Monday, August 29

Deadline to submit initial comments to the Federal Communications Commission (FCC) in response to its Public Notice [PDF] requesting comments on Continental Airlines' Petition for a Declaratory Ruling regarding the state Massachusetts' attempt to regulate Wi-Fi hotspots. Continental has installed a Wi-Fi hotspot for internet access and telecommunications at its frequent flyer lounge at Boston Logan Airport (Logan). An issue is whether the demands of the Massachusetts Port Authority for removal of the antenna are prohibited under the FCC's Over the Air Reception Devices (OTARD) rules. This public notice is DA 05-2213 in ET Docket No. 05-247.

Federal Circuit Issues Order in Integra v. Merck

8/17. The U.S. Court of Appeals (FedCir) issued an order [PDF] in Integra LifeScience v. Merck. On June 13, 2005, the Supreme Court issued its opinion [17 pages in PDF] vacating the opinion of the U.S. Court of Appeals (FedCir). This is a case regarding the limited statutory exemption to patent infringement, codified at 35 U.S.C. § 271(e)(1), for research using DNA and genetic manipulation techniques.

The Supreme Court issued a short opinion that merely construed the statute, without engaging in any discussion of the common law research exemption, or the policy implications of allowing research exemptions.

On August 17, the Court of Appeals ordered as follows:

"(1) The mandate is hereby recalled and the appeal is reinstated.
(2) The case is returned to the original merits panel.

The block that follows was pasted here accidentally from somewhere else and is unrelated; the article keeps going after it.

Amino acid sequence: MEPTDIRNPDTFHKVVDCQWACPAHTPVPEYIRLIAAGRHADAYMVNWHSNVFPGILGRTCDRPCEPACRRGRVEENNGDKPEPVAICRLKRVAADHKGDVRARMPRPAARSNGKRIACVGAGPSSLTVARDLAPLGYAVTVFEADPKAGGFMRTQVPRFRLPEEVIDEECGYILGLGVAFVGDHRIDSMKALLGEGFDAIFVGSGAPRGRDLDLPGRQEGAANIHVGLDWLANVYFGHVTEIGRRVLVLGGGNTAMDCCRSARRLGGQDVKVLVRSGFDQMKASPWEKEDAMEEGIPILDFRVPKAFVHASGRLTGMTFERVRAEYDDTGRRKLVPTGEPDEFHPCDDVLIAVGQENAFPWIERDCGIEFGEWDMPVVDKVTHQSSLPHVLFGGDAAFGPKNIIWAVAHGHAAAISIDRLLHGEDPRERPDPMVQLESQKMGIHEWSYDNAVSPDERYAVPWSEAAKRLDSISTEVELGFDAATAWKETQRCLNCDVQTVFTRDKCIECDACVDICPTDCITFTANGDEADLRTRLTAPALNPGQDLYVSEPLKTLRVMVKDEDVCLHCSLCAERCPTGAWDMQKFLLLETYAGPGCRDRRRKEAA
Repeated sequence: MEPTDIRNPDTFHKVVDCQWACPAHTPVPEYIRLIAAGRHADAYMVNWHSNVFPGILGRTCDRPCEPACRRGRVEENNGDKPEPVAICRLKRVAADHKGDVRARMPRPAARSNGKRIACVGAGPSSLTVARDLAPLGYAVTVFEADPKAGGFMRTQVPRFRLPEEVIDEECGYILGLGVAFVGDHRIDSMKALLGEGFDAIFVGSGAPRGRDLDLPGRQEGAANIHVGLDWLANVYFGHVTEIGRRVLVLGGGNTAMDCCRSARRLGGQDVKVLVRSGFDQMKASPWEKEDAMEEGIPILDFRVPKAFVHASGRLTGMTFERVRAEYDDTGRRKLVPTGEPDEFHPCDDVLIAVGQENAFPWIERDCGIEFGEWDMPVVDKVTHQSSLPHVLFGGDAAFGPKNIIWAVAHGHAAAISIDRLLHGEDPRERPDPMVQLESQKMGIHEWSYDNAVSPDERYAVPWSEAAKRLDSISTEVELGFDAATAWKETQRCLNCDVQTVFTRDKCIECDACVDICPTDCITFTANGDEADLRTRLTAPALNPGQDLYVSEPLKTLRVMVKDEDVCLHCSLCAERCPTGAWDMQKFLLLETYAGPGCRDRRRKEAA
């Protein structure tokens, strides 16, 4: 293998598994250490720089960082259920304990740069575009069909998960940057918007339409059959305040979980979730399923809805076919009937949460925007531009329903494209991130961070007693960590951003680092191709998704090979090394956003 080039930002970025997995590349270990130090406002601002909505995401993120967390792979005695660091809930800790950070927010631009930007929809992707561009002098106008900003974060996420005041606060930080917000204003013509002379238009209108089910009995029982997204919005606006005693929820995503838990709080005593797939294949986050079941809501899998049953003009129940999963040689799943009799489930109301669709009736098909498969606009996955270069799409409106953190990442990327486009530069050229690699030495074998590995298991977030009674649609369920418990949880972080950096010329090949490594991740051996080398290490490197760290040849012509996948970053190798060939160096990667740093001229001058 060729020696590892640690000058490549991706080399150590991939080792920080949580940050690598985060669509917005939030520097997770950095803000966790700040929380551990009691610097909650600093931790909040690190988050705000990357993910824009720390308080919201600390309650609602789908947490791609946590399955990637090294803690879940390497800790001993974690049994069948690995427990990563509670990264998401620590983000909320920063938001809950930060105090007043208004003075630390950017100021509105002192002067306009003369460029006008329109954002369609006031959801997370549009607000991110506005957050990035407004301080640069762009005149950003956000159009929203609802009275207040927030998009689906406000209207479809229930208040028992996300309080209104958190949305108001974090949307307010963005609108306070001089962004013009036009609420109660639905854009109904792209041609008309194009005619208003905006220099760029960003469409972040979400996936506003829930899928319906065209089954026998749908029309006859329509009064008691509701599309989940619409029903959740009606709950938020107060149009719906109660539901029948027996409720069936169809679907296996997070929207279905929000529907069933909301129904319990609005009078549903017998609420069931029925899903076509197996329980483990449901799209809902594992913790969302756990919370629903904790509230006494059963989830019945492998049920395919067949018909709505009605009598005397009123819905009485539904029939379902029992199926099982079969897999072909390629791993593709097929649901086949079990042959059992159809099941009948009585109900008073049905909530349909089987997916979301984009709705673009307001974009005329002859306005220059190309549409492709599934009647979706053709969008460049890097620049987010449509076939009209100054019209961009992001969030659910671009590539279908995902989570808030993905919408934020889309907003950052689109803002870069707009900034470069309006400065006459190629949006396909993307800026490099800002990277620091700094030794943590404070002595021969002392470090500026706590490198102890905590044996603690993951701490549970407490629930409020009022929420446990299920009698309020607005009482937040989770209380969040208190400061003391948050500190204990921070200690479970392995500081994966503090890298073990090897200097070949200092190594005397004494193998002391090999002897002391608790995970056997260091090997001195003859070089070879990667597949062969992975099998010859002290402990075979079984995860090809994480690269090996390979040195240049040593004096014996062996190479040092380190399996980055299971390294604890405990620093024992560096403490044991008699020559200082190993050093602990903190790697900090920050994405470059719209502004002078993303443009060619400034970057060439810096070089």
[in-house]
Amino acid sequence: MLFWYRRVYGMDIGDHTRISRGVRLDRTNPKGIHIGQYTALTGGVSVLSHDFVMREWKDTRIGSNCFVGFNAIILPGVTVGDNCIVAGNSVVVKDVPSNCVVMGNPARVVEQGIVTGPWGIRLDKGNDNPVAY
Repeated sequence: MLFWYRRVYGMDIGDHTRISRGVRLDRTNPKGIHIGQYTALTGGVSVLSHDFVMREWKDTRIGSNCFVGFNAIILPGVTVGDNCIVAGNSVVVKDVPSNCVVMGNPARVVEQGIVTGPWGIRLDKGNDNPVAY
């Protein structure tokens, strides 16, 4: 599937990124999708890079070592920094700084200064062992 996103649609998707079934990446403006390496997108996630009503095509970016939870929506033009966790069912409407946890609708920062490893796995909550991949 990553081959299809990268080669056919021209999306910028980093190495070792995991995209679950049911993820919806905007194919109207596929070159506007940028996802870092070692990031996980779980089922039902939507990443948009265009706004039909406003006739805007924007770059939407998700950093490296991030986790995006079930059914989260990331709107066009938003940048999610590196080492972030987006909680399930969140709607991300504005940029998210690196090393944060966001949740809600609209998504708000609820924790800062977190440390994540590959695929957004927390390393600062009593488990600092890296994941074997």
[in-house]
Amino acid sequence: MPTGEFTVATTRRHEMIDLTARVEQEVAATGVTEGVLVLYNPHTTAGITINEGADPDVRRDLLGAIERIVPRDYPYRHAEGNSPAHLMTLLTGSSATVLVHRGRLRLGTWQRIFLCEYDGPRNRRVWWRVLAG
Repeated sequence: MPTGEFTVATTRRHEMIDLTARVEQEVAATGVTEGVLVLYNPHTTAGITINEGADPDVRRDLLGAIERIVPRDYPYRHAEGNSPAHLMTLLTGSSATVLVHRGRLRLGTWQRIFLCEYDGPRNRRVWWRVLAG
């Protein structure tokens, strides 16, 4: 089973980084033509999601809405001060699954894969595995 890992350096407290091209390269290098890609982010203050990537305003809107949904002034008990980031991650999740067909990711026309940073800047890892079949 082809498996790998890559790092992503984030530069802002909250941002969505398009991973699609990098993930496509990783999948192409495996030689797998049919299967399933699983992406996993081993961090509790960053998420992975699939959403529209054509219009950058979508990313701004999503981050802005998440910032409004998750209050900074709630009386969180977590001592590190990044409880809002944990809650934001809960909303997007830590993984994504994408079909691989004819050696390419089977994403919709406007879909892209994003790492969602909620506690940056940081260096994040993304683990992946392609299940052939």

(3) New briefs shall be filed, with particular attention paid to the Supreme Court decision.
(4) The appellants' principal brief shall be due within 60 days of the date of filing of this order. The dates for filing the remaining briefs shall be in accordance with Fed. Cir. R. 31(a). An original and 22 copies of all briefs shall be filed, and two copies shall be served on opposing counsel. The court sua sponte allows amicus briefs."

See also, story titled "Supreme Court Rules on Research Exemption to Patent Infringement" in TLJ Daily E-Mail Alert No. 1,153, June 14, 2005, and story titled "Supreme Court Takes Case Involving Research Exemption to Patent Infringement" in TLJ Daily E-Mail Alert No. 1,053, January 11, 2005.

People and Appointments

8/18. John Doll was named Commissioner for Patents at the U.S. Patent and Trademark Office (USPTO). He has been acting Commissioner for Patents since April of 2005. He has worked for the USPTO since 1974. Doll was previously Deputy Commissioner for Patent Resources and Planning directing information processing and technology, and budget formulation and execution for patent operations. Before that, he was Special Assistant to the Under Secretary. The USPTO stated in a release that he was "a group director from 1995-2005 in the technology center responsible for examination of biotechnology, organic chemistry, and pharmaceutical patent applications. He was an integral part of the team responsible for last year's implementation of the Image File Wrapper (IFW), the USPTO’s electronic patent application processing system."

8/15. Harold Degenhardt, District Administrator of the Securities and Exchange Commission's (SEC) Fort Worth District Office, will leave the SEC in September to become a partner in the Dallas office of the law firm of Fulbright & Jaworski. See, SEC release.

More News

8/15. The Federal Communications Commission (FCC) released the text [38 pages in PDF] of its Order on Reconsideration (OR) regarding the FCC's band plan, and licensing and service rules, for Advanced Wireless Service (AWS) spectrum in the 1710-1755 MHz and 2110-2155 MHz bands. This OR pertains to spectrum reallocated for use by third generation (3G) wireless services, which are intended to bring broadband internet access to portable and fixed devices. The FCC adopted this OR on August 5, 2005. See, story titled "FCC Adopts Order Amending Service Rules for AWS" in TLJ Daily E-Mail Alert No. 1,190, August 8, 2005. This OR is FCC 05-149 in WT Docket No. 02-353.